Autumn is upon us, but it's the part of autumn that is damp and warm — muggy, in other words. We're due for some cooler weather, according to the weather reports. Maybe we'll get it this coming weekend.
The view out the back gate yesterday afternoon
But first there will be more rain. Clouds and dampness haven't stopped the vineyard crew from continuing the vendanges. They harvested the Cabernet grapes along the north side of the house yesterday. "Cabernet" here in the Loire Valley means Cabernet Franc, as in Chinon and Bourgueil, not Cabernet Sauvignon as in Bordeaux.
A moment of soft light and wispy clouds over the Renaudière vineyard
About the only red-wine grapes left on the vines are bunches of Côt, which is the Loire Valley name for what is called Malbec in other wine-producing regions around the world. There's a big parcel of Côt right outside our back gate. Côt grapes produce the densest, biggest-bodied red wine here in Touraine, followed in order by Cabernet and Gamay down the lightness scale.
Clouds building up over the hamlet
When I went out to walk with the dog late yesterday afternoon, I took a hundred or more photos. The sky was gorgeous. Unfortunately, most of the photos were too contrasty or a little blurry. The light conditions were to blame — clouds and sun, sun and clouds, alternating. Besides the fact that it was just too late in the day, with fading light.
Rain moving in at sunset
Callie and I didn't get rained on, but the drops really started coming down a couple of hours later. Rain fell hard, off and on, all night. I was conscious of hearing the sound of drops on the roof and Velux windows through the hours of darkness, even though I feel like I slept well. It's supposed to rain all day today too, intermittently.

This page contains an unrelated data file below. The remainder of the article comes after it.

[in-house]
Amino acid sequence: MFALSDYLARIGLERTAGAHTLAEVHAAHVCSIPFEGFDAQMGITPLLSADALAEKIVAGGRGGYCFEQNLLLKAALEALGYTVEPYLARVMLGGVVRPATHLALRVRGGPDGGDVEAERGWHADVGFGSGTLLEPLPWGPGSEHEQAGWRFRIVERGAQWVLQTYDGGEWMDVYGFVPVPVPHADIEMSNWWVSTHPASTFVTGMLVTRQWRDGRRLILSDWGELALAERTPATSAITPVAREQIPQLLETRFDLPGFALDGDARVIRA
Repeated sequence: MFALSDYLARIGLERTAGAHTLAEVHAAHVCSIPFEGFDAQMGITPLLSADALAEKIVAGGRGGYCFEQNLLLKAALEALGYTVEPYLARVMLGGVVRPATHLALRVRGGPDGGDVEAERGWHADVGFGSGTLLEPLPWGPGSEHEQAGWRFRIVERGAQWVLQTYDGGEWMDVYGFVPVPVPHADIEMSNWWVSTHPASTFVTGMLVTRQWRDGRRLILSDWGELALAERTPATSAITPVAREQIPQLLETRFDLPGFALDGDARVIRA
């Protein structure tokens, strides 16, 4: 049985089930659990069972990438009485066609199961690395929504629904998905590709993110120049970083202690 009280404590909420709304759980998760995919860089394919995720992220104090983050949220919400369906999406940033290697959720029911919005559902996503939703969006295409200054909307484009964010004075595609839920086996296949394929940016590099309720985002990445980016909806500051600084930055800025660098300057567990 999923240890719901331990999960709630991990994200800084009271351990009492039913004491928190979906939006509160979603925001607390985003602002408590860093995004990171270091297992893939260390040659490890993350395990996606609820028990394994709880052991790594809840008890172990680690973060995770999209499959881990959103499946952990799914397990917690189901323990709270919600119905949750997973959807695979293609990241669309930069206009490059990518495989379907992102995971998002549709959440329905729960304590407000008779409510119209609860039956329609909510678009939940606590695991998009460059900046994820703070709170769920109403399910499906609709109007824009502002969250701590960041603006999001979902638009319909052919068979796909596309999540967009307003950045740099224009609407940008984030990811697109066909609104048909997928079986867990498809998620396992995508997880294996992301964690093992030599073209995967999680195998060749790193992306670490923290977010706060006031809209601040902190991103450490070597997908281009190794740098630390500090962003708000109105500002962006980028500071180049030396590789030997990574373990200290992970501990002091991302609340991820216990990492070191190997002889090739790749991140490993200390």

Quiche au fromage blanc et fromage de chèvre avec blettes et lardons
Yesterday Walt made a quiche with Swiss chard from the garden, along with onions, lardons, eggs, and fromage blanc from the supermarket. And some local goat cheese, which just happened to be hanging around in the fridge. (Over the next few days, I'll start harvesting collard greens from the vegetable garden, and I'm happy about that.)
The savarin, a yeast-leavened pastry, is even richer than brioche.
Meanwhile, I made a cake called a savarin, which is leavened with yeast and includes softened butter, eggs, and a little milk, but only a quarter cup of sugar. The dough rises for two to three hours and then gets baked in a ring pan. While the cake is still warm from the oven, you "imbibe" it with a light sugar syrup flavored with rum, Triple Sec, kirsch, or some other alcohol. I used Triple Sec and eau de fleurs d'orangers, in equal proportions. Maybe I'll post a recipe later.
It feels like we are practicing for winter.